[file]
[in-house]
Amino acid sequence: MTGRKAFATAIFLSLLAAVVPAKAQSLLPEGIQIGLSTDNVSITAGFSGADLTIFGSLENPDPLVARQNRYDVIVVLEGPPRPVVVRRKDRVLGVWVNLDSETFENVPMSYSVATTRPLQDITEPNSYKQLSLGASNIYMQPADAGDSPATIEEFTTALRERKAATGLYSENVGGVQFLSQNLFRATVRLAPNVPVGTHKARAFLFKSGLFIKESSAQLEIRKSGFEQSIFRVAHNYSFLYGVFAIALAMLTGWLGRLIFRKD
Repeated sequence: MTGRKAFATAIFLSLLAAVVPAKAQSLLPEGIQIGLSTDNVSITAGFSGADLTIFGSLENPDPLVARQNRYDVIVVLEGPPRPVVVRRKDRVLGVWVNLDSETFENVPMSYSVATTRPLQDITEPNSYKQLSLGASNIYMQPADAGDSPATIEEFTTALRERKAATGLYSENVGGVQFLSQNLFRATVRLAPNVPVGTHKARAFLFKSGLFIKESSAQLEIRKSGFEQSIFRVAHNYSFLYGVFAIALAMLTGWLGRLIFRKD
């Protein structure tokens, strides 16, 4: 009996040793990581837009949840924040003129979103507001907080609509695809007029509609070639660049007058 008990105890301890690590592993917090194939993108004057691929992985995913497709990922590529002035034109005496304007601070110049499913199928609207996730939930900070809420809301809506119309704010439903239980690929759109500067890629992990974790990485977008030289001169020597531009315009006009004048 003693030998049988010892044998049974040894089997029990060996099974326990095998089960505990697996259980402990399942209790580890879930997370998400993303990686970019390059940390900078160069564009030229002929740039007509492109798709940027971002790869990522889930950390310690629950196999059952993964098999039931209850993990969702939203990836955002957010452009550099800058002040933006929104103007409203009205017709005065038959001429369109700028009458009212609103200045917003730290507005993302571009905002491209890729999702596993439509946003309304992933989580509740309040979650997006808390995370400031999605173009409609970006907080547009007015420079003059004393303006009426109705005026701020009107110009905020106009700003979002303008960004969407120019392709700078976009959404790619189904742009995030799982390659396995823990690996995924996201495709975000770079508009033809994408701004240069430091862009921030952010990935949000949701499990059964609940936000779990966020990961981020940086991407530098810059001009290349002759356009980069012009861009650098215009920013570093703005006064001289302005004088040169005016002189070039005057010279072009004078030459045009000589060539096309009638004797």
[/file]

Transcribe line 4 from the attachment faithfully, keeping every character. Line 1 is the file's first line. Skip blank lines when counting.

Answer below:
């Protein structure tokens, strides 16, 4: 009996040793990581837009949840924040003129979103507001907080609509695809007029509609070639660049007058 008990105890301890690590592993917090194939993108004057691929992985995913497709990922590529002035034109005496304007601070110049499913199928609207996730939930900070809420809301809506119309704010439903239980690929759109500067890629992990974790990485977008030289001169020597531009315009006009004048 003693030998049988010892044998049974040894089997029990060996099974326990095998089960505990697996259980402990399942209790580890879930997370998400993303990686970019390059940390900078160069564009030229002929740039007509492109798709940027971002790869990522889930950390310690629950196999059952993964098999039931209850993990969702939203990836955002957010452009550099800058002040933006929104103007409203009205017709005065038959001429369109700028009458009212609103200045917003730290507005993302571009905002491209890729999702596993439509946003309304992933989580509740309040979650997006808390995370400031999605173009409609970006907080547009007015420079003059004393303006009426109705005026701020009107110009905020106009700003979002303008960004969407120019392709700078976009959404790619189904742009995030799982390659396995823990690996995924996201495709975000770079508009033809994408701004240069430091862009921030952010990935949000949701499990059964609940936000779990966020990961981020940086991407530098810059001009290349002759356009980069012009861009650098215009920013570093703005006064001289302005004088040169005016002189070039005057010279072009004078030459045009000589060539096309009638004797």